The Journal of Marketing is collaborating with the 2019 Theory + Practice in Marketing (TPM) conference, hosted by Columbia University (May 16-18, 2019). The topics of the conference will be organized around the same topics of this Special Issue. The conference will be designed to offer authors feedback on their ideas and papers before submitting to the Special Issue. TPM submission details can be found here. Papers may be submitted to the Special Issue even if they are not part of the TPM conference. However, attendance at the conference is encouraged.
All papers submitted to the Special Issue will go through the regular Journal of Marketing review process, headed by the four Editors of the Special Issue. JM submission guidelines can be found here.
- TPM conference submission deadline: January 15, 2019
- TPM conference: May 16-18, 2019
- Special Issue submission opening: June 15, 2019
- Special Issue submission deadline: September 1, 2019
Visit the Journal of Marketing homepage for other journal updates.
Special Issue Editors
C. Page Moreau
C. Page Moreau is a Co-editor of the Journal of Marketing the John R. Nevin Professor of Marketing and Executive Director of the Center for Brand and Product Management at the Wisconsin School of Business, University of Wisconsin–Madison. Page’s research centers on innovation and creativity, with the goal of understanding the demand for and creation of new products. Specifically, she examines how and why consumers learn about, purchase, and create new products. Her work has appeared in the Journal of Marketing, the Journal of Consumer Research, the Journal of Marketing Research, the Journal of Consumer Psychology, and the Journal of Product Innovation Management and has been covered by NPR, Fast Company, Inc. Magazine, and Psychology Today. Her work has been honored with a Journal of Consumer Research Best Article Award, and she has been recognized as a Marketing Science Institute Young Scholar. Page has served as an Associate Editor at the Journal of Consumer Research and as a member of the editorial review boards at the Journal of Marketing, the Journal of Marketing Research, the Journal of Consumer Psychology, the Journal of Product Innovation Management, and IJRM. She has served two terms on the Board of the Association for Consumer Research. Page’s complete profile can be found here.
Donna L. Hoffman
Donna L. Hoffman is the Louis Rosenfeld Distinguished Professor of Marketing and Co-Director of the Center for the Connected Consumer at The George Washington School of Business in Washington, D.C. Donna’s current research is focused on consumer experience with AI devices, services and systems. Her work has been published in many of the field’s top journals including Journal of Marketing, Journal of Consumer Research, Journal of Marketing Research, Marketing Science, Management Science, Journal of Consumer Psychology, and Science. Donna’s work enjoys wide impact: she has over 26,000 Google Scholar citations and an H-index of 40 and has been awarded many of the field’s most prestigious research awards, notably the Sheth Foundation/Journal of Marketing Award for long-term contributions, the William O’Dell/Journal of Marketing Research Award for long-term research impact, the Robert B. Clarke Educator of the Year Award from the DMEF, the Stellner Distinguished Scholar Award from the University of Illinois, and others. A sought-after industry speaker who has work with start-ups to Fortune 500s for several decades, Donna has served as an Academic Trustee of the Marketing Science Institute and a member of the Procter & Gamble Digital Advisory Board. She previously co-founded and co-directed the Sloan Center for Internet Retailing at Vanderbilt University. She received her Ph.D. from the L.L. Thurstone Psychometric Laboratory at the UNC-Chapel Hill and was named a Distinguished Graduate Alumnus of UNC in 2002. Donna’s complete profile can be found here.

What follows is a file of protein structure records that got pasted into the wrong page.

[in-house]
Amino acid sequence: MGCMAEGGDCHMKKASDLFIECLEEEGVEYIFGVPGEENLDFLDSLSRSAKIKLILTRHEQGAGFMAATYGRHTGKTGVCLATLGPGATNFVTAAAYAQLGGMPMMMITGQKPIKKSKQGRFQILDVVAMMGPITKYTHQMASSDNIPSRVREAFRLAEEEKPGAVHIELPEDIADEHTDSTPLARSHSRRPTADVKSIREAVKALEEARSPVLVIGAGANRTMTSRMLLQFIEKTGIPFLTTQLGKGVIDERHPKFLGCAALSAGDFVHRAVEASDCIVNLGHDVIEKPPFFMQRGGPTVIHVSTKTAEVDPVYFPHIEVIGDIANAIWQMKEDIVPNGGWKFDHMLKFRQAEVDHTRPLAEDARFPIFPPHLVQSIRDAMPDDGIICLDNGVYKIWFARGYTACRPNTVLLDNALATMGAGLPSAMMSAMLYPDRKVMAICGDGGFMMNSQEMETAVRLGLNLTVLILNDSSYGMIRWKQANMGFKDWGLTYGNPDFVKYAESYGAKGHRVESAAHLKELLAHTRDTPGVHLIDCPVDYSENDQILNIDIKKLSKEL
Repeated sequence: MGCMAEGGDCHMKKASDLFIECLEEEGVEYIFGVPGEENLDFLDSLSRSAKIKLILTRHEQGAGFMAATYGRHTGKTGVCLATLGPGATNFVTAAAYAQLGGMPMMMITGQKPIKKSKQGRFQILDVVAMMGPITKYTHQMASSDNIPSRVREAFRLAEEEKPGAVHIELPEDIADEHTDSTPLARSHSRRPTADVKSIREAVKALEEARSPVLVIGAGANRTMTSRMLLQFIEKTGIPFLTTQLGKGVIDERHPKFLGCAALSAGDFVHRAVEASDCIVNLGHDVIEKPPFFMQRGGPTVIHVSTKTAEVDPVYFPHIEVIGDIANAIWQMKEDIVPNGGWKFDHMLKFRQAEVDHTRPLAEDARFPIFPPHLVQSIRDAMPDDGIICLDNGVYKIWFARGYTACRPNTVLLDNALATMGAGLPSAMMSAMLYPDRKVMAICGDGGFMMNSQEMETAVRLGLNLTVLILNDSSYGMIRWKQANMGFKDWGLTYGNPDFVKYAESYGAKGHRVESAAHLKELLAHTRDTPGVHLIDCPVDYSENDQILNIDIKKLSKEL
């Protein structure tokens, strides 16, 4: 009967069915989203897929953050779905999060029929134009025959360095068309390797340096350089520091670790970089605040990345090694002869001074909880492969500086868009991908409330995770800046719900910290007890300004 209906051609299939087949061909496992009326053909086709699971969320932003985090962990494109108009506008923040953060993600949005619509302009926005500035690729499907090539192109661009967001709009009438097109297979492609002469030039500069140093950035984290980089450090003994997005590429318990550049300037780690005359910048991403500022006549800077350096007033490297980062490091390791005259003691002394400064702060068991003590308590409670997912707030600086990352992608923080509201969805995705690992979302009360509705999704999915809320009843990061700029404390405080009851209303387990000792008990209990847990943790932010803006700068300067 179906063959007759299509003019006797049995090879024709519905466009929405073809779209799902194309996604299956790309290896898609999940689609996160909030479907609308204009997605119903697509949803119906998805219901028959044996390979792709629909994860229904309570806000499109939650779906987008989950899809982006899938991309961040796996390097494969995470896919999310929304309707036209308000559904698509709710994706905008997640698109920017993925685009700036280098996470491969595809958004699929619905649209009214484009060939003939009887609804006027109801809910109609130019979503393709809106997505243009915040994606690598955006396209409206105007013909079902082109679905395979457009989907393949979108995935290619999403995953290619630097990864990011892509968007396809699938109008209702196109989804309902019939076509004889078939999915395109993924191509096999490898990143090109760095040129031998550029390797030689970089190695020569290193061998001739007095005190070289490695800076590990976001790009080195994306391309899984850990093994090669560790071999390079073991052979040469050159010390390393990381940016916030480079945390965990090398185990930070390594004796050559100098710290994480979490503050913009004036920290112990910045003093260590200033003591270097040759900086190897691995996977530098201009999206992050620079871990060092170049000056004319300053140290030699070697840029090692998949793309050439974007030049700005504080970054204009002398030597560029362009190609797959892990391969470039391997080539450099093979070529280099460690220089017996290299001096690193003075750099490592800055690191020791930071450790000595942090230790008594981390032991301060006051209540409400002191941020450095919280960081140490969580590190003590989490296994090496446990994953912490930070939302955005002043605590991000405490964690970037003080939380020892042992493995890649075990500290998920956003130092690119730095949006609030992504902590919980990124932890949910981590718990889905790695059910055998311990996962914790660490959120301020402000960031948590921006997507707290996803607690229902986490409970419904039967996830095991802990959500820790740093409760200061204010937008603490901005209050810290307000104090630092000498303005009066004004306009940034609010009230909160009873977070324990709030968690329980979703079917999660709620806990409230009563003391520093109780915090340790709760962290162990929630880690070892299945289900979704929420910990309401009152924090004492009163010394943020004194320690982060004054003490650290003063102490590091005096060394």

Stefan Stremersch is the Desiderius Erasmus Distinguished Chair of Economics and Chair of Marketing, both at Erasmus School of Economics, Erasmus University Rotterdam, the Netherlands and is Professor of Marketing at IESE Business School, Barcelona, Spain. His main research interests are innovation, marketing of technology and science, and pharmaceutical marketing. Stefan has won several awards, such as the Harold H. Maynard Best Paper Award for the Journal of Marketing (2002), the IJRM Best Paper Award (2012 & 2014), the JC Ruigrok Prize for the most productive young research in the Netherlands (2005; awarded only once every 4 years to an economists), the Rajan Varadarajan Early Career Award of the American Marketing Association (2008), the American Marketing Association’s Award for Global Marketing (2006). In 2015, Ghent University (Belgium) and the Francqui Foundation awarded him the honorary International Francqui Chair, selected across all sciences. In 2018, he was appointed EMAC Fellow. He is an Associate Editor at Journal of Marketing and serves on the Editorial Review Boards of Journal of Marketing Research and Marketing Science, as well as IJRM, for which he was the Editor-in-Chief from 2006 to 2009. Stefan’s complete profile can be found here.
Michel Wedel is the Pepsico Chaired Professor of Consumer Science at the Robert H. Smith School of Business, and a Distinguished University Professor, at the University of Maryland. He holds the Henri Theil Visiting Chair in Marketing and Econometric at the Econometric Institute of the Erasmus University. Michel has improved the understanding of consumer behavior and marketing decision making through the development and application of statistical and econometric methods. He is a pioneer and leading expert in the development of methods for response-based market segmentation, and for the analysis of eye movements to improve visual marketing. Michel has published three books, seven software packages, more than 175 peer reviewed articles, and over 20 book chapters. His work has been cited over 20,000 times and he has been ranked the most productive marketing researcher in the world. Michel’s work has received several best paper awards, and he received the Muller award for outstanding contributions to the social sciences from the Royal Dutch Academy of the Sciences, and both the Churchill and Parlin awards for lifetime contributions to marketing research from the American Marketing Association. He is a fellow of the American Statistical Association, the American Marketing Association, and the Institute for Operations research and Management Science. Michel’s complete profile can be found here.